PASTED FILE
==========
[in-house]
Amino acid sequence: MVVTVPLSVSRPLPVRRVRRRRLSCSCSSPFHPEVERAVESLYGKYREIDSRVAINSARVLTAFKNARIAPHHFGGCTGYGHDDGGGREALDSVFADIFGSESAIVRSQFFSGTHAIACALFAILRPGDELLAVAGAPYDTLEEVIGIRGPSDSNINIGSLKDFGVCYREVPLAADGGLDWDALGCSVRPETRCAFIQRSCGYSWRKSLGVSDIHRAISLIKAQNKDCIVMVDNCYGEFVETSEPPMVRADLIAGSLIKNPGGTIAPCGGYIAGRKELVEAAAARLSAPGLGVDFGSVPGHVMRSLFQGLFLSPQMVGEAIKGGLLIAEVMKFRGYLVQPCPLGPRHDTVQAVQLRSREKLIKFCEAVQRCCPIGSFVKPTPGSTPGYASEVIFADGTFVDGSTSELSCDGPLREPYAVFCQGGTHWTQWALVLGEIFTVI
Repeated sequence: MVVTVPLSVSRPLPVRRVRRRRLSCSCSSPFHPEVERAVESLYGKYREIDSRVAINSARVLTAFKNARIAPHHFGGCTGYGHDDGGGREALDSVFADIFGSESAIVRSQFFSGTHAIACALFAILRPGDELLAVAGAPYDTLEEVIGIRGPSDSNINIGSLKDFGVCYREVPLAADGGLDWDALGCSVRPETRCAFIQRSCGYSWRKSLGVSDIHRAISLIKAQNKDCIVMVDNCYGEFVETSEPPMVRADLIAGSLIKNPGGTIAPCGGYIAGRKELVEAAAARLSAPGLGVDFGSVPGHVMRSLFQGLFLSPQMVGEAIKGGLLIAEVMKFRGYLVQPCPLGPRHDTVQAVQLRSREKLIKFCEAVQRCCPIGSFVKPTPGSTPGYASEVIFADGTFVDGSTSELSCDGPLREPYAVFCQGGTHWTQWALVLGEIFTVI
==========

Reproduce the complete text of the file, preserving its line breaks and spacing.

[in-house]
Amino acid sequence: MVVTVPLSVSRPLPVRRVRRRRLSCSCSSPFHPEVERAVESLYGKYREIDSRVAINSARVLTAFKNARIAPHHFGGCTGYGHDDGGGREALDSVFADIFGSESAIVRSQFFSGTHAIACALFAILRPGDELLAVAGAPYDTLEEVIGIRGPSDSNINIGSLKDFGVCYREVPLAADGGLDWDALGCSVRPETRCAFIQRSCGYSWRKSLGVSDIHRAISLIKAQNKDCIVMVDNCYGEFVETSEPPMVRADLIAGSLIKNPGGTIAPCGGYIAGRKELVEAAAARLSAPGLGVDFGSVPGHVMRSLFQGLFLSPQMVGEAIKGGLLIAEVMKFRGYLVQPCPLGPRHDTVQAVQLRSREKLIKFCEAVQRCCPIGSFVKPTPGSTPGYASEVIFADGTFVDGSTSELSCDGPLREPYAVFCQGGTHWTQWALVLGEIFTVI
Repeated sequence: MVVTVPLSVSRPLPVRRVRRRRLSCSCSSPFHPEVERAVESLYGKYREIDSRVAINSARVLTAFKNARIAPHHFGGCTGYGHDDGGGREALDSVFADIFGSESAIVRSQFFSGTHAIACALFAILRPGDELLAVAGAPYDTLEEVIGIRGPSDSNINIGSLKDFGVCYREVPLAADGGLDWDALGCSVRPETRCAFIQRSCGYSWRKSLGVSDIHRAISLIKAQNKDCIVMVDNCYGEFVETSEPPMVRADLIAGSLIKNPGGTIAPCGGYIAGRKELVEAAAARLSAPGLGVDFGSVPGHVMRSLFQGLFLSPQMVGEAIKGGLLIAEVMKFRGYLVQPCPLGPRHDTVQAVQLRSREKLIKFCEAVQRCCPIGSFVKPTPGSTPGYASEVIFADGTFVDGSTSELSCDGPLREPYAVFCQGGTHWTQWALVLGEIFTVI